Greece trade unions intensify collaboration with austerity measures
21 June 2010
Even as the austerity measures of Greece’s PASOK government of Prime Minister George Papandreou produce deepening widespread poverty, the trade union federations are working to ensure that all opposition is strangled.
More than six months after the first austerity bill was passed in December and despite massive public opposition, the General Confederation of Greek Workers (GSEE) and the public sector Civil Servants’ Confederation (ADEDY) have isolated the struggles of workers in various industries and rendered them virtually harmless.
In the last few weeks railway, media and public transport workers have taken strike action in separate stoppages. Last Wednesday, Athens Metro staff stuck for 24 hours to oppose the sacking of 285 temporary workers whose contracts have been terminated. Greek tourist employees also staged a four-hour strike to protest planned job losses.
On Thursday, all public transport workers in Athens staged a five-hour stoppage and held a rally in opposition to the government’s attacks on pension rights and the cutting of salaries and benefits. Greek railways staff also held a five-hour work stoppage to protest plans by the government to cut pensions and privatise the state railway company.
The alienation of the mass of working people from the trade unions was evident at the GSEE/ADEDY rally in Athens on Wednesday, when just 1,000 people participated.
Aware that there will be no serious opposition from the trade unions, the government has continued to impose further attacks. On June 16 a presidential decree was announced allowing firms employing more than 150 employees to fire 5 percent of their total workforce per month. It also cuts by 50 percent the compensation for laid-off employees and allows a shorter period of notice to be given. The decree slashes the current minimum wage that under 25-year-olds will earn in their first job.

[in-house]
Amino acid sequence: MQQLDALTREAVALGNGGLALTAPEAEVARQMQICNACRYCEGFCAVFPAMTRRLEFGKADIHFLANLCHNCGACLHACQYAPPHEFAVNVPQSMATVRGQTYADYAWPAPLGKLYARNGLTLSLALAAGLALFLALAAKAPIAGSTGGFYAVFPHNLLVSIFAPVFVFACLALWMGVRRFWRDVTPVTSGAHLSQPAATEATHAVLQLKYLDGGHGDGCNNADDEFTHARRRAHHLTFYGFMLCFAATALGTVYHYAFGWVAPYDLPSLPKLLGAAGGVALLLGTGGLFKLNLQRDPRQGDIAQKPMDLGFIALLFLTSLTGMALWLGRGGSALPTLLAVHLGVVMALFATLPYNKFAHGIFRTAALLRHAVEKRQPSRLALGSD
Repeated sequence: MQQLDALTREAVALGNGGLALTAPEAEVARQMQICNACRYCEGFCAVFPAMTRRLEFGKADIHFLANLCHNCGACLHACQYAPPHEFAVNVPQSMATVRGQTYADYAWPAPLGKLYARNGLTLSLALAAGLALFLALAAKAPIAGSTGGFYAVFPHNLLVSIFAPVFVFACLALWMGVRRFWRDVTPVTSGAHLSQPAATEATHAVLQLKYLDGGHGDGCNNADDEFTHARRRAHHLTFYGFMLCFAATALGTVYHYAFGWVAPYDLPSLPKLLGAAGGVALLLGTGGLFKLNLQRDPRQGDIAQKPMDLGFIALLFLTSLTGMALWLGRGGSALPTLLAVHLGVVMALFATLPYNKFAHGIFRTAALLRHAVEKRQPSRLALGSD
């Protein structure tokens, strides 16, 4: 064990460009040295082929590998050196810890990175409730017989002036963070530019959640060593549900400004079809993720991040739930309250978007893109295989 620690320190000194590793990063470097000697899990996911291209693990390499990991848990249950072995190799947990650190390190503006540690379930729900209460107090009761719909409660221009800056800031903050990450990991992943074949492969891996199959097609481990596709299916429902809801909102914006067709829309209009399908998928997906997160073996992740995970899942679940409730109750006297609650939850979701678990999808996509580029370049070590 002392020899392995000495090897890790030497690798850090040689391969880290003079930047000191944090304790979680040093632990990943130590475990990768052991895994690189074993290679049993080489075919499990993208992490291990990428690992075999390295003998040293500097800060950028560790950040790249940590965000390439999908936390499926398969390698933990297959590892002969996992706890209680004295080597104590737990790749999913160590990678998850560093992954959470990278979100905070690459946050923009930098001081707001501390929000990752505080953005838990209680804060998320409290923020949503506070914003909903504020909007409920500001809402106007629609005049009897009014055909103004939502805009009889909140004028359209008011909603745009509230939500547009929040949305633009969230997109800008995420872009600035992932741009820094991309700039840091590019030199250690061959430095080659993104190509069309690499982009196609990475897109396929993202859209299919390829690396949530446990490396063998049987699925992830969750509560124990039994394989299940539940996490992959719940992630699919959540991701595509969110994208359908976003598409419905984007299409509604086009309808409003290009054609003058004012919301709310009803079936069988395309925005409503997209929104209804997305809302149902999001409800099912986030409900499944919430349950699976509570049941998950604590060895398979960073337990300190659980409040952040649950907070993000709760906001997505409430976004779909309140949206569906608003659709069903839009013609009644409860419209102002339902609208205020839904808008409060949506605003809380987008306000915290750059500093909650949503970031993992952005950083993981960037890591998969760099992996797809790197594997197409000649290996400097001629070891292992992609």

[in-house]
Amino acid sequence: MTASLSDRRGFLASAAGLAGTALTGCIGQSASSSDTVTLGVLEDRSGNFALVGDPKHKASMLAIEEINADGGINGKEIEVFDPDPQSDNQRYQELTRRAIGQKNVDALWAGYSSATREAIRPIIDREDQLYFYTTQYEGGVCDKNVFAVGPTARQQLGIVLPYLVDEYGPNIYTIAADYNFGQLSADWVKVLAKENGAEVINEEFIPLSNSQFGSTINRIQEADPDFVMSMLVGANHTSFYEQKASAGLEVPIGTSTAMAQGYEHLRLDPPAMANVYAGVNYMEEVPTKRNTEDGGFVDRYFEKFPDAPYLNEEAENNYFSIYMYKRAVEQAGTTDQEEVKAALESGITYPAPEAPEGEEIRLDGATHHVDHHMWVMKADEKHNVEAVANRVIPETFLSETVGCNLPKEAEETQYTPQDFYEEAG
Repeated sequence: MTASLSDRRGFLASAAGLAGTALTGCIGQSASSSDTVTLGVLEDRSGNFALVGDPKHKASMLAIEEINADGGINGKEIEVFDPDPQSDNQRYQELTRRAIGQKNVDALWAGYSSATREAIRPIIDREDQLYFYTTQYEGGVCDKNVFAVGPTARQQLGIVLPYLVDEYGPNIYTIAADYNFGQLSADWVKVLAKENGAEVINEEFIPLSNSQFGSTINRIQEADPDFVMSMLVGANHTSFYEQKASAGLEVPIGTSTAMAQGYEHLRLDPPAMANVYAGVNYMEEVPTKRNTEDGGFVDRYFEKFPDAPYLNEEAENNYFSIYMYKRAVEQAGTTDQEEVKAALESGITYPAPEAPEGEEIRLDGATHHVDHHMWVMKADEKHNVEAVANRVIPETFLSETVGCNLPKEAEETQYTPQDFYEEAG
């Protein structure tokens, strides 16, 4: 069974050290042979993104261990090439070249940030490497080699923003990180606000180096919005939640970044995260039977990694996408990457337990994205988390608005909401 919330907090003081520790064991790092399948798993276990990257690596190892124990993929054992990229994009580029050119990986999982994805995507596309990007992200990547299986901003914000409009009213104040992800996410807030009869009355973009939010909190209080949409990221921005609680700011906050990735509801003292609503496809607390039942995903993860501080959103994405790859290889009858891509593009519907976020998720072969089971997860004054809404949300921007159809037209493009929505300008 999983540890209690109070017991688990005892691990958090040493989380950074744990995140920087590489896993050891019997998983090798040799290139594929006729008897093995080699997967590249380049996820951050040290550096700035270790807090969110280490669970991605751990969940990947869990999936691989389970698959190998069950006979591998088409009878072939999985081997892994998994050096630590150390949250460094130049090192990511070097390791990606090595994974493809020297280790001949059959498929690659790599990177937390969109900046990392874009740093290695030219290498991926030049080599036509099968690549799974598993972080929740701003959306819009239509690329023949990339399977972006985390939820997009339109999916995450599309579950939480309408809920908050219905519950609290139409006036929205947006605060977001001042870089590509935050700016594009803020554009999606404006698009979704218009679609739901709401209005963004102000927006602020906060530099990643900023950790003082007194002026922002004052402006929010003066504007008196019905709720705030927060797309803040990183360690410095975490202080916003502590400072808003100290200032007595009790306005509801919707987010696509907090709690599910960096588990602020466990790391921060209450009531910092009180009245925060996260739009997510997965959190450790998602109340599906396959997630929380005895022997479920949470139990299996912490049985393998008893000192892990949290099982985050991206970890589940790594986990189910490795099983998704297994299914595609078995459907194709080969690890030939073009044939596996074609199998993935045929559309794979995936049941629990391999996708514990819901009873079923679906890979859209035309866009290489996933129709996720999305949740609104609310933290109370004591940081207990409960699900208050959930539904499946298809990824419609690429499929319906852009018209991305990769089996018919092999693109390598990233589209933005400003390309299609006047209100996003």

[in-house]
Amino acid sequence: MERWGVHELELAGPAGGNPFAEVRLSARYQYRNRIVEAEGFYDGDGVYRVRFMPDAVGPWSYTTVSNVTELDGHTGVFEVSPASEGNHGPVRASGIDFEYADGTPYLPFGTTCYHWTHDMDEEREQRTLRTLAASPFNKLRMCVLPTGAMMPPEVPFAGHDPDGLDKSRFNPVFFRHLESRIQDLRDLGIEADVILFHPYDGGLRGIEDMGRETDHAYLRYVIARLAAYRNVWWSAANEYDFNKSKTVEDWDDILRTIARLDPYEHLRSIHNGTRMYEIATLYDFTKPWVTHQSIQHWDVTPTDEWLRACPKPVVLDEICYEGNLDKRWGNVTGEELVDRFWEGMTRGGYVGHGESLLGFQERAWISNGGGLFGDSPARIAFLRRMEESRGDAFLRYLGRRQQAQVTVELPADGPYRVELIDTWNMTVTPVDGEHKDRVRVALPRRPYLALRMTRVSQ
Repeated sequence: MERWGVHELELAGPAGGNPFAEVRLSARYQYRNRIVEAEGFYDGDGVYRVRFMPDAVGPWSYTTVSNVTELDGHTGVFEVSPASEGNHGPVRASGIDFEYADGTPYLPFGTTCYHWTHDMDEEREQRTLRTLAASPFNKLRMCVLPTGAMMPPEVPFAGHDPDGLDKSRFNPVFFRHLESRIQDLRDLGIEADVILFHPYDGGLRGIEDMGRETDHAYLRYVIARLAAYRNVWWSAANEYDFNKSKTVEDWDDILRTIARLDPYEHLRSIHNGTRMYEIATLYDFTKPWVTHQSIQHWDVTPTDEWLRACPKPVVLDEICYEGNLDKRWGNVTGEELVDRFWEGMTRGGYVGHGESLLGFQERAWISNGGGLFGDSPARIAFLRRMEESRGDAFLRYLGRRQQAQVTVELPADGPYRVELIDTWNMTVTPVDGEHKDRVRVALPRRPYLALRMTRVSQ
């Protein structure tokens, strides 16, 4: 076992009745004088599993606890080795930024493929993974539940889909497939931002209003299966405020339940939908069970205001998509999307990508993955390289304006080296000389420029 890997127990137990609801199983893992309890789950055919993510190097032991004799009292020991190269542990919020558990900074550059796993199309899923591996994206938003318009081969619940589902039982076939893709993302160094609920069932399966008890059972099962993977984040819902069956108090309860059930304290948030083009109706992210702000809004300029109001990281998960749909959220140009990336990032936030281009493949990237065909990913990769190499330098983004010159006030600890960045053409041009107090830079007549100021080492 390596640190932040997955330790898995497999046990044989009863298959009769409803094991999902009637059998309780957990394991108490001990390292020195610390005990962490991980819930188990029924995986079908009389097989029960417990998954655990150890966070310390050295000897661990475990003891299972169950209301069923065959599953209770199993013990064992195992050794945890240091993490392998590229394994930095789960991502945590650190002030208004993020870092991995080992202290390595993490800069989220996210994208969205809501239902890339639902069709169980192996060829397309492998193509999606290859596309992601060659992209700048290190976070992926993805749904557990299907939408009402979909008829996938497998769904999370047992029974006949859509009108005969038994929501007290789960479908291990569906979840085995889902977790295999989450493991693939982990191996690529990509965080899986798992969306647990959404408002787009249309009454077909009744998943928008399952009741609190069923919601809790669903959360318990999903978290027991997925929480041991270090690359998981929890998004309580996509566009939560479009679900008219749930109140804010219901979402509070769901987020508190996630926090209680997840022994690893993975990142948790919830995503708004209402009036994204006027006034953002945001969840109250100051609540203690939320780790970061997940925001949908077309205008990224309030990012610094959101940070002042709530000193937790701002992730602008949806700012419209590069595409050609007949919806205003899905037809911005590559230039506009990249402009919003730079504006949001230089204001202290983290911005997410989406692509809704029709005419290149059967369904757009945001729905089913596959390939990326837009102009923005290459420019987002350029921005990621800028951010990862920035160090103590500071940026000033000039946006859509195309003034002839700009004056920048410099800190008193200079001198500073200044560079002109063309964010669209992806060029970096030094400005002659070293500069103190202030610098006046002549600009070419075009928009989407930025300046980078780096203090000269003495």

The GSEE merely stated that the measures were “unconstitutional” and it may take the case to Greek or European courts. It invited the main employers group to continue negotiations on a new national collective labour agreement, even as the governments’ measures are set to be passed into law.
The latest strikes took place as a team of inspectors from the European Union, International Monetary Fund and European Central Bank (ECB) reported that the Greek government was imposing the necessary attacks on working people that were demanded in exchange for the three-year, €110 billion (US$134.9 billion) loan package. A statement from the inspectors said, “While the mission did not undertake a comprehensive review at this time, its discussions suggest that the programme is on track and that the policies are being implemented as agreed.”
The ECB auditor, Klaus Masuch, warned, “Greek people have to go through a difficult time.”